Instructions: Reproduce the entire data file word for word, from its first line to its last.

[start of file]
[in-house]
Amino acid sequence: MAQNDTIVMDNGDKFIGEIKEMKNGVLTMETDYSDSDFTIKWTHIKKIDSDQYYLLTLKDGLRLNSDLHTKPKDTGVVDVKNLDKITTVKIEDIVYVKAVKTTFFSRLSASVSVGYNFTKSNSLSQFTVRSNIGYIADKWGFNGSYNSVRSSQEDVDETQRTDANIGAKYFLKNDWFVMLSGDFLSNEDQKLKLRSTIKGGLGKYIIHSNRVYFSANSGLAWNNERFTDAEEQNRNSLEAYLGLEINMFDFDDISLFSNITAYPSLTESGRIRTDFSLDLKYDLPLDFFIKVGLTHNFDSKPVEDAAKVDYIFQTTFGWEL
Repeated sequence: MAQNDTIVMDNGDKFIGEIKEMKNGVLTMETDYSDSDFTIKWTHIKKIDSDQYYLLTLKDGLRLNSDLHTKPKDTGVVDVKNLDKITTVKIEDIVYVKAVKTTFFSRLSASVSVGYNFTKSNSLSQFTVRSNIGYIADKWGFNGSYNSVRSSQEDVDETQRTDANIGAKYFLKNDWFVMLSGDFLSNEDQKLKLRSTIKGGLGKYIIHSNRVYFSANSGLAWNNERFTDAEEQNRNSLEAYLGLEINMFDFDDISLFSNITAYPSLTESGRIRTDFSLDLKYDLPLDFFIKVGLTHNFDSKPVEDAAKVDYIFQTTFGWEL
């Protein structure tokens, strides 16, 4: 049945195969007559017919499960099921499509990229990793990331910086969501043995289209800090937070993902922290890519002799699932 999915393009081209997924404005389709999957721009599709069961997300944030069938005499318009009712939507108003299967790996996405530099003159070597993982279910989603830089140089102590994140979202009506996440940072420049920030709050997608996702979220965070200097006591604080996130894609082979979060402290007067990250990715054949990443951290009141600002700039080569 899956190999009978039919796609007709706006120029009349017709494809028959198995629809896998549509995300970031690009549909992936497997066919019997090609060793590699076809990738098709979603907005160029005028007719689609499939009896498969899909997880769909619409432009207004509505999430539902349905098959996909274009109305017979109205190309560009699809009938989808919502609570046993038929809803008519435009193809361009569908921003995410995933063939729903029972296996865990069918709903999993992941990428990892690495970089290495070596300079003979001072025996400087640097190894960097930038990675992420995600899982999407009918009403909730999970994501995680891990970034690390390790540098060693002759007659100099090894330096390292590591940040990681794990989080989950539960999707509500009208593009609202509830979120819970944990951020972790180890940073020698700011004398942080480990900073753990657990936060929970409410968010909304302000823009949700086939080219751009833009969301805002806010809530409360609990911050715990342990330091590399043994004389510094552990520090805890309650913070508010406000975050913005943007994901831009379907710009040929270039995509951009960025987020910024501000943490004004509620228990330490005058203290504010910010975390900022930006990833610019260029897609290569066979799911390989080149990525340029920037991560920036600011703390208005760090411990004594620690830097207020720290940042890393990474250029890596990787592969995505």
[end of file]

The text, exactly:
[in-house]
Amino acid sequence: MAQNDTIVMDNGDKFIGEIKEMKNGVLTMETDYSDSDFTIKWTHIKKIDSDQYYLLTLKDGLRLNSDLHTKPKDTGVVDVKNLDKITTVKIEDIVYVKAVKTTFFSRLSASVSVGYNFTKSNSLSQFTVRSNIGYIADKWGFNGSYNSVRSSQEDVDETQRTDANIGAKYFLKNDWFVMLSGDFLSNEDQKLKLRSTIKGGLGKYIIHSNRVYFSANSGLAWNNERFTDAEEQNRNSLEAYLGLEINMFDFDDISLFSNITAYPSLTESGRIRTDFSLDLKYDLPLDFFIKVGLTHNFDSKPVEDAAKVDYIFQTTFGWEL
Repeated sequence: MAQNDTIVMDNGDKFIGEIKEMKNGVLTMETDYSDSDFTIKWTHIKKIDSDQYYLLTLKDGLRLNSDLHTKPKDTGVVDVKNLDKITTVKIEDIVYVKAVKTTFFSRLSASVSVGYNFTKSNSLSQFTVRSNIGYIADKWGFNGSYNSVRSSQEDVDETQRTDANIGAKYFLKNDWFVMLSGDFLSNEDQKLKLRSTIKGGLGKYIIHSNRVYFSANSGLAWNNERFTDAEEQNRNSLEAYLGLEINMFDFDDISLFSNITAYPSLTESGRIRTDFSLDLKYDLPLDFFIKVGLTHNFDSKPVEDAAKVDYIFQTTFGWEL
């Protein structure tokens, strides 16, 4: 049945195969007559017919499960099921499509990229990793990331910086969501043995289209800090937070993902922290890519002799699932 999915393009081209997924404005389709999957721009599709069961997300944030069938005499318009009712939507108003299967790996996405530099003159070597993982279910989603830089140089102590994140979202009506996440940072420049920030709050997608996702979220965070200097006591604080996130894609082979979060402290007067990250990715054949990443951290009141600002700039080569 899956190999009978039919796609007709706006120029009349017709494809028959198995629809896998549509995300970031690009549909992936497997066919019997090609060793590699076809990738098709979603907005160029005028007719689609499939009896498969899909997880769909619409432009207004509505999430539902349905098959996909274009109305017979109205190309560009699809009938989808919502609570046993038929809803008519435009193809361009569908921003995410995933063939729903029972296996865990069918709903999993992941990428990892690495970089290495070596300079003979001072025996400087640097190894960097930038990675992420995600899982999407009918009403909730999970994501995680891990970034690390390790540098060693002759007659100099090894330096390292590591940040990681794990989080989950539960999707509500009208593009609202509830979120819970944990951020972790180890940073020698700011004398942080480990900073753990657990936060929970409410968010909304302000823009949700086939080219751009833009969301805002806010809530409360609990911050715990342990330091590399043994004389510094552990520090805890309650913070508010406000975050913005943007994901831009379907710009040929270039995509951009960025987020910024501000943490004004509620228990330490005058203290504010910010975390900022930006990833610019260029897609290569066979799911390989080149990525340029920037991560920036600011703390208005760090411990004594620690830097207020720290940042890393990474250029890596990787592969995505």